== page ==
China commemorates the 20th anniversary of the Tiananmen massacre with another crackdown.. this time on Twitter, Flickr, Bing (Microsoft’s new Google competitor), and a number of other cites no doubt deemed to carry “unharmonious” speech. Apparently some email sites, such as Hotmail have also been shut off. It seems Microsoft can’t catch a break here outside of MSN messenger, which still seems to be working as of the time this blog post was posted. By evening, residents of some cities in the southern province of Guangdong reported that television stations from neighboring Hong Kong had also been blocked.
The block was first picked up by Alice on the Danwei blog and has been carried by others. Users in Beijing reported accessing the service without difficulty earlier on Tuesday, and even successfully searching potentially sensitive words such as “Tiananmen.” My own experience suggests it may have been blocked a few hours ago, since family of mine living in China we not able to access pictures on Flickr. The large scale crackdown represents the first widespread censorship of social media outlets in China, unlike previous blocks of websites before major events like Tiananmen anniversary dates.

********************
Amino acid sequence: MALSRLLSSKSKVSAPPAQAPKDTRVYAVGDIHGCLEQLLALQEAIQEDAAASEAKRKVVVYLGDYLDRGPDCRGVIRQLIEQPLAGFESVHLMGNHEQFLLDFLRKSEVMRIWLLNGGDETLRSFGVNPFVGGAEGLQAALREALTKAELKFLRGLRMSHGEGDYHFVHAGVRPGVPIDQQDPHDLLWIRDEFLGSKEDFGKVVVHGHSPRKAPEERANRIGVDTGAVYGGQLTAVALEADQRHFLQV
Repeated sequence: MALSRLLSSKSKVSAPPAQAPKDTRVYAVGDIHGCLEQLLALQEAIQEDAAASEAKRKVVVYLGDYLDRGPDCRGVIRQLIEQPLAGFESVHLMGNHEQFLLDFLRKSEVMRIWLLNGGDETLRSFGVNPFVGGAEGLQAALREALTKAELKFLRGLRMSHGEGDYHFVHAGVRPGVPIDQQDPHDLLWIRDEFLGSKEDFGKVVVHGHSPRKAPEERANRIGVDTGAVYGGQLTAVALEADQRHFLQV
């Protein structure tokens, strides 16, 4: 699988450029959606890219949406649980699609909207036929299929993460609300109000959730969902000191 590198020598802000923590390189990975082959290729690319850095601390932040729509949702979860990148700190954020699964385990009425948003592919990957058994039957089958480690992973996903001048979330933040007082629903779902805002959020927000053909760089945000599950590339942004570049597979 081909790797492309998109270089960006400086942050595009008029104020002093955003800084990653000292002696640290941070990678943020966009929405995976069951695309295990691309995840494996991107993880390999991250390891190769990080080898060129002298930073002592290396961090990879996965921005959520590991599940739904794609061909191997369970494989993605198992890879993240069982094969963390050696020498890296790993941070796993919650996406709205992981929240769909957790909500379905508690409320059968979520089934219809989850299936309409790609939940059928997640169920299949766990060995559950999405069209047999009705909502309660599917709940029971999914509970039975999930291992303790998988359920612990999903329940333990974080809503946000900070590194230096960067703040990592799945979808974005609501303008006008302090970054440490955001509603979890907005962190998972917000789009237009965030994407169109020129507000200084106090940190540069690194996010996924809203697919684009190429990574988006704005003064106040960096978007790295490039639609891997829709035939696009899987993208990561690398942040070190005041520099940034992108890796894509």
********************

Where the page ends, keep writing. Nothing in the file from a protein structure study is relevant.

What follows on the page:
The takeaway here was best described by Dave Flumenbaum at the Huffingtonpost, who writes the move is..”a tacit acknowledgment of two things: Twitter’s new power in mainland China, and how valuable Twitter would be as platform to publish original news out of mainland China on the Tiananmen anniversary.” It remains to be seem whether access will be restored after the Tiananmen anniversary, but it’s a fair bet the net nannies might be playing this by ear. My own hunch is that if the locals don’t raise a stink about it, the block is likely to be permanent.